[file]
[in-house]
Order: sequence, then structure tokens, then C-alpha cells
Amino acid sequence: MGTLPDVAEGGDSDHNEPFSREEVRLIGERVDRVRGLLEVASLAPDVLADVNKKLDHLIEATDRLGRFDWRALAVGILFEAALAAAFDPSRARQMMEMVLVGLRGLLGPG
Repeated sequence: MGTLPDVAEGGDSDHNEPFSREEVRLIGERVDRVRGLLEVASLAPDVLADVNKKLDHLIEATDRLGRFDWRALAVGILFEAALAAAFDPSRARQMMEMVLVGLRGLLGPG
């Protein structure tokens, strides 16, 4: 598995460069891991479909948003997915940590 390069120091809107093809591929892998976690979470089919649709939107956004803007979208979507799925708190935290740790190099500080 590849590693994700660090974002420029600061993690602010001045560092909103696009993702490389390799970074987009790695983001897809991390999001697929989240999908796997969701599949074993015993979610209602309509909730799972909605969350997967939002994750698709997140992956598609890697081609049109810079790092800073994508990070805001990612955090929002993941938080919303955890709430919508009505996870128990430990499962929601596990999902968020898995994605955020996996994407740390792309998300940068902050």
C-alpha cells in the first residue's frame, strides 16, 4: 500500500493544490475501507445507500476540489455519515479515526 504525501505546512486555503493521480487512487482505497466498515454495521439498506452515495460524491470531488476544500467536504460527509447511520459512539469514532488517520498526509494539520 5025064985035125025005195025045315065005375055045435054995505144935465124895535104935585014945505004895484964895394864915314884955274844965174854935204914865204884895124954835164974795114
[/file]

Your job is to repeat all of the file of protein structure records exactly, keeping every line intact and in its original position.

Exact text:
[in-house]
Order: sequence, then structure tokens, then C-alpha cells
Amino acid sequence: MGTLPDVAEGGDSDHNEPFSREEVRLIGERVDRVRGLLEVASLAPDVLADVNKKLDHLIEATDRLGRFDWRALAVGILFEAALAAAFDPSRARQMMEMVLVGLRGLLGPG
Repeated sequence: MGTLPDVAEGGDSDHNEPFSREEVRLIGERVDRVRGLLEVASLAPDVLADVNKKLDHLIEATDRLGRFDWRALAVGILFEAALAAAFDPSRARQMMEMVLVGLRGLLGPG
């Protein structure tokens, strides 16, 4: 598995460069891991479909948003997915940590 390069120091809107093809591929892998976690979470089919649709939107956004803007979208979507799925708190935290740790190099500080 590849590693994700660090974002420029600061993690602010001045560092909103696009993702490389390799970074987009790695983001897809991390999001697929989240999908796997969701599949074993015993979610209602309509909730799972909605969350997967939002994750698709997140992956598609890697081609049109810079790092800073994508990070805001990612955090929002993941938080919303955890709430919508009505996870128990430990499962929601596990999902968020898995994605955020996996994407740390792309998300940068902050």
C-alpha cells in the first residue's frame, strides 16, 4: 500500500493544490475501507445507500476540489455519515479515526 504525501505546512486555503493521480487512487482505497466498515454495521439498506452515495460524491470531488476544500467536504460527509447511520459512539469514532488517520498526509494539520 5025064985035125025005195025045315065005375055045435054995505144935465124895535104935585014945505004895484964895394864915314884955274844965174854935204914865204884895124954835164974795114